The rules governing these allowances are complex, and so working with your Kellands planner in the run-up to retirement can help you avoid unwanted tax charges both on your contributions, and on any income or lump sums you later draw from your fund.

2. You need to ensure the income you draw is sustainable

In recent years, you now have more flexibility and choice than ever when it comes to drawing a pension income.

However, to misquote Spider-Man’s Uncle Ben, “with great flexibility comes great complexity”.

If you don’t take advice ahead of starting to draw an income, it is possible that you could deplete your pension fund too quickly and run out of money later in life.

Age UK research, reported by Unbiased, expresses concern that pensioners don’t fully understand the risks of drawdown, with thousands of retirees drawing too much from their fund.

The analysis estimated 90,000 retirees were taking an annual income of 8% or more from their funds. Making withdrawals at this level are only sustainable during periods of very strong growth – at a realistic growth rate of 4%, a fund would last only 17 years at this level of withdrawal. That could mean running out of money with years or even decades of life left.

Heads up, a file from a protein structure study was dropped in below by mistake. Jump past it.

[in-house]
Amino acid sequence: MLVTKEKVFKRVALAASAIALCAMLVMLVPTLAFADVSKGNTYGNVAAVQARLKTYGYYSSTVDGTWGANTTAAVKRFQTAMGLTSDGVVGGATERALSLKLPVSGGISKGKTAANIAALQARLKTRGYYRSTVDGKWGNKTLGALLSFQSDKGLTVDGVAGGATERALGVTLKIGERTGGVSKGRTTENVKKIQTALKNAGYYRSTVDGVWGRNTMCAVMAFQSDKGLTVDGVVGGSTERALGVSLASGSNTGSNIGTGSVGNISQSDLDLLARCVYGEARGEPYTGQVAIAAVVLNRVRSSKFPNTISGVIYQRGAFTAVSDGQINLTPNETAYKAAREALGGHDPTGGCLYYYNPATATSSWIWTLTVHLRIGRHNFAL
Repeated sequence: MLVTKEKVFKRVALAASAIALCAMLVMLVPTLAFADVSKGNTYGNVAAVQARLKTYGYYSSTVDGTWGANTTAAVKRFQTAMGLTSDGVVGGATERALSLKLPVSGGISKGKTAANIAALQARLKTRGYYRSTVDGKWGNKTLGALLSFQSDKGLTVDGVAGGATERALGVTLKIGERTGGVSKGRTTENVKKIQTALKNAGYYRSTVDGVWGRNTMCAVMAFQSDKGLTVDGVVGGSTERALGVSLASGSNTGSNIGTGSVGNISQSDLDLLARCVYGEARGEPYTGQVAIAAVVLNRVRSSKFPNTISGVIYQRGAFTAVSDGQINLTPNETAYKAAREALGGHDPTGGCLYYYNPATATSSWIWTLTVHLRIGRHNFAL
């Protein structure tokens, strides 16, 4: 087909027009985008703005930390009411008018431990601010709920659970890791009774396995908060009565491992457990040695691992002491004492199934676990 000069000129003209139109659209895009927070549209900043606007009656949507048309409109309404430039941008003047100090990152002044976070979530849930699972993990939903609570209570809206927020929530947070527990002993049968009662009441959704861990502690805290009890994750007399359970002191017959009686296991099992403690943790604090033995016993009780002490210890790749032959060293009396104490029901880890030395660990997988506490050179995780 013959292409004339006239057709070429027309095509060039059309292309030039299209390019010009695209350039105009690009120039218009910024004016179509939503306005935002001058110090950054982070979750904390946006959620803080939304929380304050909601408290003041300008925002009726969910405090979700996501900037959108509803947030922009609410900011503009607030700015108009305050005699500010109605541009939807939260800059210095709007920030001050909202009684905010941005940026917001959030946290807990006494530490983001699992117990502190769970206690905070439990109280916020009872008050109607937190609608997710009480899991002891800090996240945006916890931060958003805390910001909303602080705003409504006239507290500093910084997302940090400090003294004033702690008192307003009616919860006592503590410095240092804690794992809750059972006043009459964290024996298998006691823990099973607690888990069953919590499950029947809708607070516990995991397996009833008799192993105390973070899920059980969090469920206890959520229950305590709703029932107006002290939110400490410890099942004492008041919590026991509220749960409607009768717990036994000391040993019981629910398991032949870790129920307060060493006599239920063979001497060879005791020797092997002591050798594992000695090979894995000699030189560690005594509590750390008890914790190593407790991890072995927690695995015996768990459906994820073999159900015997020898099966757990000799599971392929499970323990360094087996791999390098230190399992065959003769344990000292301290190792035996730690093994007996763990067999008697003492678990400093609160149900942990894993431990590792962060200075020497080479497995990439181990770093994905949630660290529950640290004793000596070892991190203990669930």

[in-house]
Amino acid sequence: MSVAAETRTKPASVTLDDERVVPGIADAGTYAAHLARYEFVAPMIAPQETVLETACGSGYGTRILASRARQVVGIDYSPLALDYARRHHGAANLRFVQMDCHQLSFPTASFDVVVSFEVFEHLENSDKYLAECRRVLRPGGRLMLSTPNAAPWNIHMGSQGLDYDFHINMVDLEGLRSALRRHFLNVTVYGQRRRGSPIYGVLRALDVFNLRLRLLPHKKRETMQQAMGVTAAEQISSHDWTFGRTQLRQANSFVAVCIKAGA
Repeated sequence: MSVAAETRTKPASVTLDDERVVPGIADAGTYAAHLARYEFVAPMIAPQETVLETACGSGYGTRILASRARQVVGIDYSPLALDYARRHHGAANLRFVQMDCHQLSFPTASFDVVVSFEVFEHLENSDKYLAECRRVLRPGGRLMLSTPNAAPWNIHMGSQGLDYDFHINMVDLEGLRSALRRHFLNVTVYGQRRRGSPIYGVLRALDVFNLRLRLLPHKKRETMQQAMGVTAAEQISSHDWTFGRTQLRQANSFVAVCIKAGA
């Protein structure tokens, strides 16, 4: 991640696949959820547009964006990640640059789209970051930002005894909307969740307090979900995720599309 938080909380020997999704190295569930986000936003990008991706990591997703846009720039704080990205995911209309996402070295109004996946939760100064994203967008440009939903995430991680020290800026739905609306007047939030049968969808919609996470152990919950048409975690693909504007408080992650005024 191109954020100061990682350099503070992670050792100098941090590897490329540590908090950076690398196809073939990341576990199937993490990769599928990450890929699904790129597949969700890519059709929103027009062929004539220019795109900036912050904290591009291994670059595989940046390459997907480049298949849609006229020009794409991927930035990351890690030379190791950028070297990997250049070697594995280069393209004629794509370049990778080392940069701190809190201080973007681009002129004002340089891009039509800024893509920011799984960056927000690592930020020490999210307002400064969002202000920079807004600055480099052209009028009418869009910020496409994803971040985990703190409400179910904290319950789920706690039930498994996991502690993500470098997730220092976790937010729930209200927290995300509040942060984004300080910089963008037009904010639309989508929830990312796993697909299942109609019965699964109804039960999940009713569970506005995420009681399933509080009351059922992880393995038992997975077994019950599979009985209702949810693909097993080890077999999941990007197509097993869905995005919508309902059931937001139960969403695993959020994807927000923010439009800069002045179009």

Without the right advice, you could be at risk of drawing too much income from your fund, risking depleting your savings later on. Conversely, you might be drawing too little income, with over-prudence meaning you can’t live the lifestyle you desire in retirement.

Using cashflow modelling software, your Kellands planner can look at all your assets, income needs, and expenditure to determine what a sustainable level of pension withdrawals looks like for you. This can help you to ensure you don’t run out of money or, alternatively, pass away with a significant Inheritance Tax liability.

Additionally, your Kellands planner can take market volatility, high inflation, and other factors into account when it comes to drawing your retirement income and create a bespoke income strategy that works for you.